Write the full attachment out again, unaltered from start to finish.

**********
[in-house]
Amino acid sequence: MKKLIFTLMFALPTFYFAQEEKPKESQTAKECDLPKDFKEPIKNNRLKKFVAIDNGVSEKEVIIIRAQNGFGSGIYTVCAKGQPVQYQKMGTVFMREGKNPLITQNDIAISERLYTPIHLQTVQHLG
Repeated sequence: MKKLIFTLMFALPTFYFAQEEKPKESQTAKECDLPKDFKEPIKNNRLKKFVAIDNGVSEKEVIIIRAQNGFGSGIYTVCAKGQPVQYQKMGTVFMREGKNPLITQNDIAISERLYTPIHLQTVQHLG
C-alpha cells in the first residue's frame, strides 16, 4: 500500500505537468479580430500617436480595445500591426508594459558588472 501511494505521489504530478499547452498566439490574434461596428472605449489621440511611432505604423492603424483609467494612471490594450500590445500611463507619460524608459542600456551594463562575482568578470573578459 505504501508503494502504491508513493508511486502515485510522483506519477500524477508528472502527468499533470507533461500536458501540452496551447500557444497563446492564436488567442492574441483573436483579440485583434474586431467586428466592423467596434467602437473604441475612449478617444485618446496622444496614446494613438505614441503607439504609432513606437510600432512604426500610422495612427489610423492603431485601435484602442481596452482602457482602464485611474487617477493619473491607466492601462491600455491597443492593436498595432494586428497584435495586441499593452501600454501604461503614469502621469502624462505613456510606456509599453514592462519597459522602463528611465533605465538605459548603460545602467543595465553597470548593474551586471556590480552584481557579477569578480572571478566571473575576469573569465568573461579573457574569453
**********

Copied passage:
[in-house]
Amino acid sequence: MKKLIFTLMFALPTFYFAQEEKPKESQTAKECDLPKDFKEPIKNNRLKKFVAIDNGVSEKEVIIIRAQNGFGSGIYTVCAKGQPVQYQKMGTVFMREGKNPLITQNDIAISERLYTPIHLQTVQHLG
Repeated sequence: MKKLIFTLMFALPTFYFAQEEKPKESQTAKECDLPKDFKEPIKNNRLKKFVAIDNGVSEKEVIIIRAQNGFGSGIYTVCAKGQPVQYQKMGTVFMREGKNPLITQNDIAISERLYTPIHLQTVQHLG
C-alpha cells in the first residue's frame, strides 16, 4: 500500500505537468479580430500617436480595445500591426508594459558588472 501511494505521489504530478499547452498566439490574434461596428472605449489621440511611432505604423492603424483609467494612471490594450500590445500611463507619460524608459542600456551594463562575482568578470573578459 505504501508503494502504491508513493508511486502515485510522483506519477500524477508528472502527468499533470507533461500536458501540452496551447500557444497563446492564436488567442492574441483573436483579440485583434474586431467586428466592423467596434467602437473604441475612449478617444485618446496622444496614446494613438505614441503607439504609432513606437510600432512604426500610422495612427489610423492603431485601435484602442481596452482602457482602464485611474487617477493619473491607466492601462491600455491597443492593436498595432494586428497584435495586441499593452501600454501604461503614469502621469502624462505613456510606456509599453514592462519597459522602463528611465533605465538605459548603460545602467543595465553597470548593474551586471556590480552584481557579477569578480572571478566571473575576469573569465568573461579573457574569453